Ministry of Tofu started in October 2010. Our goal is to boost mutual understanding between China and rest of the world. It is our passion to translate China articles and make the world aware of what is going on in the world’s biggest cultural sphere.
If you have questions, comments, suggestions, constructive criticisms or you have a topic in mind that you’d like us to write about, feel free to send us an email at email@example.com.
Meet the writers
Jing Gao – Editor in chief
Previously a journalism graduate student at a U.S. university, Jing now aims to glean news and aspects of Chinese culture and society often overlooked by professional foreign media owing to culture differences and language barrier, and to offer her own thoughts. She also hopes by blogging in English, she can hone her English writing skills.
Some ultra-nationalist Chinese denounced the blog of fixating on dark sides of China and humiliating Chinese. She has a rebuttal in Chinese here.
Creator, marketer, tech support and occasional writer for MiniTofu. He strongly feels a need for the Chinese and rest of the world to engage in meaningful dialog. Chia-fu grew up in an authoritarian regime until he went studying abroad five years ago. He was once a firm believer of the ultra-idealized prospect that his country promised to its citizens. While now he has developed a mature view of the world and often finds his past beliefs naïve, life under authoritarian rule was, after all, a part of his childhood.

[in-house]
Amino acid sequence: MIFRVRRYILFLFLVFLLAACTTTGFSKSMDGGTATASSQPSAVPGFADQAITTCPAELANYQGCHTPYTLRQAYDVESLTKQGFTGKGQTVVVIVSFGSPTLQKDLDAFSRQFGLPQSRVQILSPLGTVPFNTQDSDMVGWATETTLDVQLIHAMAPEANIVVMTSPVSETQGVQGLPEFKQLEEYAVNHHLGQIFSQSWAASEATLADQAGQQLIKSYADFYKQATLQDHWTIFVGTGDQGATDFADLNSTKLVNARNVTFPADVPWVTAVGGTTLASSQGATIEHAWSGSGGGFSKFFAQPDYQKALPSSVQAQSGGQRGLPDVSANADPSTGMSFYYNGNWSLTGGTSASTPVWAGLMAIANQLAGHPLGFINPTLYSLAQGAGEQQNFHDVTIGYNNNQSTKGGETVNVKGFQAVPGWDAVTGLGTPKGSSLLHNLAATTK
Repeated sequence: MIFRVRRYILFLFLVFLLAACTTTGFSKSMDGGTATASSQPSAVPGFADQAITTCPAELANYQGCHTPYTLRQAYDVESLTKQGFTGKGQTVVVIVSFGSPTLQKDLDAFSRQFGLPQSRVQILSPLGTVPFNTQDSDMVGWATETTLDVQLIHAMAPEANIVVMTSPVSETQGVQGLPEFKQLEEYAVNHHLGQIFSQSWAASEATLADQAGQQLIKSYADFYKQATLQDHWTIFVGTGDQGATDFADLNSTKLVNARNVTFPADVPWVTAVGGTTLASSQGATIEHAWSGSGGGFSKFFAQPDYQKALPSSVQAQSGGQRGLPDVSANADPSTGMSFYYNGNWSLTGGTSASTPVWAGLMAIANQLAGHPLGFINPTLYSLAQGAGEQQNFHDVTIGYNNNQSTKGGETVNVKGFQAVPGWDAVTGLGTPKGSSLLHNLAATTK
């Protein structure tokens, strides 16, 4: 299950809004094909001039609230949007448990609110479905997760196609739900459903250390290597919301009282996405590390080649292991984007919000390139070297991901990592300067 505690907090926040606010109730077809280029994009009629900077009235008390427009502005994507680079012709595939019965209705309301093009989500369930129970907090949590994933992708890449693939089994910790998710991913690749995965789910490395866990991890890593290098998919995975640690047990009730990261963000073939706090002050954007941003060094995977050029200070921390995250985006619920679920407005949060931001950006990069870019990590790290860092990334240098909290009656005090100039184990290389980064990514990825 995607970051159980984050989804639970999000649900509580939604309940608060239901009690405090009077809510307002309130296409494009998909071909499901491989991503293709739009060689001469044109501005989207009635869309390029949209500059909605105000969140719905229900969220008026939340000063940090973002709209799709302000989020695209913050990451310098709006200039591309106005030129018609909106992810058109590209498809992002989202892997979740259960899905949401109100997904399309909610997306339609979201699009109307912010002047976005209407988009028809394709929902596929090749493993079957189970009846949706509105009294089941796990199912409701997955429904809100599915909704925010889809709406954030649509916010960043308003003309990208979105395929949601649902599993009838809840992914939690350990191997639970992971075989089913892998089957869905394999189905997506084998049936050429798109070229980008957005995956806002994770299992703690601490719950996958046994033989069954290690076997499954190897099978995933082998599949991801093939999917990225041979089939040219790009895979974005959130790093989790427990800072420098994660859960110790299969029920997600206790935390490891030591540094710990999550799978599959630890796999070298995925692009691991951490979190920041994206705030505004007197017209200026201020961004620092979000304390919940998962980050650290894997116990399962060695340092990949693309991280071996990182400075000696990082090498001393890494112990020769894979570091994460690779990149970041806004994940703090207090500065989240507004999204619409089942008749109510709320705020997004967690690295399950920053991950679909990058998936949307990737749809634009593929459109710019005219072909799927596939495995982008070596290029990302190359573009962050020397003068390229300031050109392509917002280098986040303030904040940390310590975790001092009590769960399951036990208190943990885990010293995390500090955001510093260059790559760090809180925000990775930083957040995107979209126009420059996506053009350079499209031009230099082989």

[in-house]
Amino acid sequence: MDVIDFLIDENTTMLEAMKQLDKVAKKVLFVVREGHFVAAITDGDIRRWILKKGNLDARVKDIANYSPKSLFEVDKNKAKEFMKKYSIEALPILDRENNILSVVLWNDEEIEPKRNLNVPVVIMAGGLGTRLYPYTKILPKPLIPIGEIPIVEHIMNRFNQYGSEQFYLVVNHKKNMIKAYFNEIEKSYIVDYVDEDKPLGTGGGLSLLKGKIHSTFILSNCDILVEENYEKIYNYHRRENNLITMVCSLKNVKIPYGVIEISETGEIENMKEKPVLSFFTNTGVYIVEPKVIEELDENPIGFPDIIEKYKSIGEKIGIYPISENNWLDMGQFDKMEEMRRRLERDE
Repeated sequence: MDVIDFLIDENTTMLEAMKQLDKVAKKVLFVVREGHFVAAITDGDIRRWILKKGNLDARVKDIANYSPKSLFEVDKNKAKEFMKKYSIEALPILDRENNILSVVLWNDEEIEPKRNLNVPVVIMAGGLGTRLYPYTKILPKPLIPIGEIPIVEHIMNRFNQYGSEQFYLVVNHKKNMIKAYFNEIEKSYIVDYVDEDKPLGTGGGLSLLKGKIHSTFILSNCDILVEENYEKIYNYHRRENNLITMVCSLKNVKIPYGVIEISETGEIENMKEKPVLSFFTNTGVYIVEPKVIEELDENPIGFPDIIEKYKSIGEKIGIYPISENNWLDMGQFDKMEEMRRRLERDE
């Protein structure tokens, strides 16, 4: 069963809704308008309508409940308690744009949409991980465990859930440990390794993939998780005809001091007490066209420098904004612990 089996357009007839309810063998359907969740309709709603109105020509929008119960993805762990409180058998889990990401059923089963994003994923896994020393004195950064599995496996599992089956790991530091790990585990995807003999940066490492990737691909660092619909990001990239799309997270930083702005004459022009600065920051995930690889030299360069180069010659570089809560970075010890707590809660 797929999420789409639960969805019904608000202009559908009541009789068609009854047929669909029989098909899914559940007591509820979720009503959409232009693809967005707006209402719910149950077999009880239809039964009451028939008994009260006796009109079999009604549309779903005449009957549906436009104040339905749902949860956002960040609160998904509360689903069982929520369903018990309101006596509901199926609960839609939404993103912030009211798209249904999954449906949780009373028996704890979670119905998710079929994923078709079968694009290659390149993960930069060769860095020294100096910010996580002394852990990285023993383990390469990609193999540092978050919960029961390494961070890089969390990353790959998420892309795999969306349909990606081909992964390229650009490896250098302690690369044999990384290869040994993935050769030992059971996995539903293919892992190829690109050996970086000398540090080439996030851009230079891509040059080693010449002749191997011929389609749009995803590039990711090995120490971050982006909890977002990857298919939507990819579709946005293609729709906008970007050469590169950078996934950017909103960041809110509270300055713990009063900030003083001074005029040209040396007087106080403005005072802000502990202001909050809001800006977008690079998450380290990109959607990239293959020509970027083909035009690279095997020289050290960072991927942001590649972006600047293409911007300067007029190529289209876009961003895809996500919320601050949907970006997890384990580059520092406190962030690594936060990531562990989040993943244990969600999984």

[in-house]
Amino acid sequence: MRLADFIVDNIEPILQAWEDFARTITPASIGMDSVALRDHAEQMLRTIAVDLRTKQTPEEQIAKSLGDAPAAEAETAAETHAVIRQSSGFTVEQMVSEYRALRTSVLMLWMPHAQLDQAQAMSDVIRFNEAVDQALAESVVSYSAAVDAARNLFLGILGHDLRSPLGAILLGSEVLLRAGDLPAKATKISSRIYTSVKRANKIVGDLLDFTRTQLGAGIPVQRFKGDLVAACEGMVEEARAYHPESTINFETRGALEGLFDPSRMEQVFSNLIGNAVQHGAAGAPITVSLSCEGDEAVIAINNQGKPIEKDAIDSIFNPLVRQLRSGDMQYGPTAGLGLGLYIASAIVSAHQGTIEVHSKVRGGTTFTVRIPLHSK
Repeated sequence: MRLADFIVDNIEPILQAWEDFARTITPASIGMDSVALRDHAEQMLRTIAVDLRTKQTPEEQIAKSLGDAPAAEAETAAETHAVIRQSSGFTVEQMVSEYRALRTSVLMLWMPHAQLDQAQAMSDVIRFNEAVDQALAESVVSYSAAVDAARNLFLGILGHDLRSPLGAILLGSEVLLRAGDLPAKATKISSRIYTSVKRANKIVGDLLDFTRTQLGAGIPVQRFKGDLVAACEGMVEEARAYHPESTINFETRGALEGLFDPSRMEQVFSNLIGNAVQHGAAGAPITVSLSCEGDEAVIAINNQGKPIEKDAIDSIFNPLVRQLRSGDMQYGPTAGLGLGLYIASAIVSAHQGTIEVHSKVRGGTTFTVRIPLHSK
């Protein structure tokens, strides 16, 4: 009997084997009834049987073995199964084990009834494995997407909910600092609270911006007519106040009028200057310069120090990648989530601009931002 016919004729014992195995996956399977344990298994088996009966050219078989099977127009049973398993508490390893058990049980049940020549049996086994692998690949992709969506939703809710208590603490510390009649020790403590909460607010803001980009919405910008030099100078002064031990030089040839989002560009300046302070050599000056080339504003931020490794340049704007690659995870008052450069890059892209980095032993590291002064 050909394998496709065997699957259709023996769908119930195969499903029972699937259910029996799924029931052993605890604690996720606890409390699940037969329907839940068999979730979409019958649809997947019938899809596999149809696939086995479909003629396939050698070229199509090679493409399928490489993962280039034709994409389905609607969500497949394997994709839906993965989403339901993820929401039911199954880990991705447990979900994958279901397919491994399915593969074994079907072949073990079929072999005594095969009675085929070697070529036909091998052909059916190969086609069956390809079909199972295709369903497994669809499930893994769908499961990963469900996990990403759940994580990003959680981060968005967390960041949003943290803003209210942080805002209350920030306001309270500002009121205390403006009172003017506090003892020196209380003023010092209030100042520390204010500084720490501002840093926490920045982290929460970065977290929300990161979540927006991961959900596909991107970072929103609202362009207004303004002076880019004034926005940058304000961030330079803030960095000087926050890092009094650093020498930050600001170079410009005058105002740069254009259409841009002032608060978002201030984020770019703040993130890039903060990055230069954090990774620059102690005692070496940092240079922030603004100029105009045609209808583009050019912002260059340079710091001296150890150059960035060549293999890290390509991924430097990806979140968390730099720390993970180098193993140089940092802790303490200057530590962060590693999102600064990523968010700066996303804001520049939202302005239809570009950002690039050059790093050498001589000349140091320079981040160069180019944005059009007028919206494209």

For nostalgic reasons, he named the news blog Ministry of Tofu, a parody of Ministry of Truth from George Orwell’s novel Nineteen Eighty-Four. Why “Tofu” then? In Chinese language, a “chunk of tofu” (豆腐块) is a metaphor for a small piece of news that appears on printed newspaper. The name carries the hope that some day, their website could become an authority for “chunks of tofu”, i.e. a reliable and reputable source of news articles.
In addition to the news blog, Chia-fu is working on a couple of other projects that help China and rest of the world exchange information and ideas: a translator’s assistant tool, and a China news aggregator, which hopefully will be release for public use soon.
Charlene Ni came from Ningbo, China. Growing up in China and attending college in the U.S. get her interested in looking into one subject from various perspective through the lens of journalism. As a College of Social Studies major at Wesleyan University, she is interested in socioeconomic issues in China and in the U.S. She hopes to become an investigative journalist, telling stories of different populations and documenting issues on social justice and historical memory. She believes stories and opinions matter, but what matters more is the honest and thorough documentation of them.
Ou Leili is a graduate student in Asian Studies at a U.S. university with particular interest in Chinese history and politics.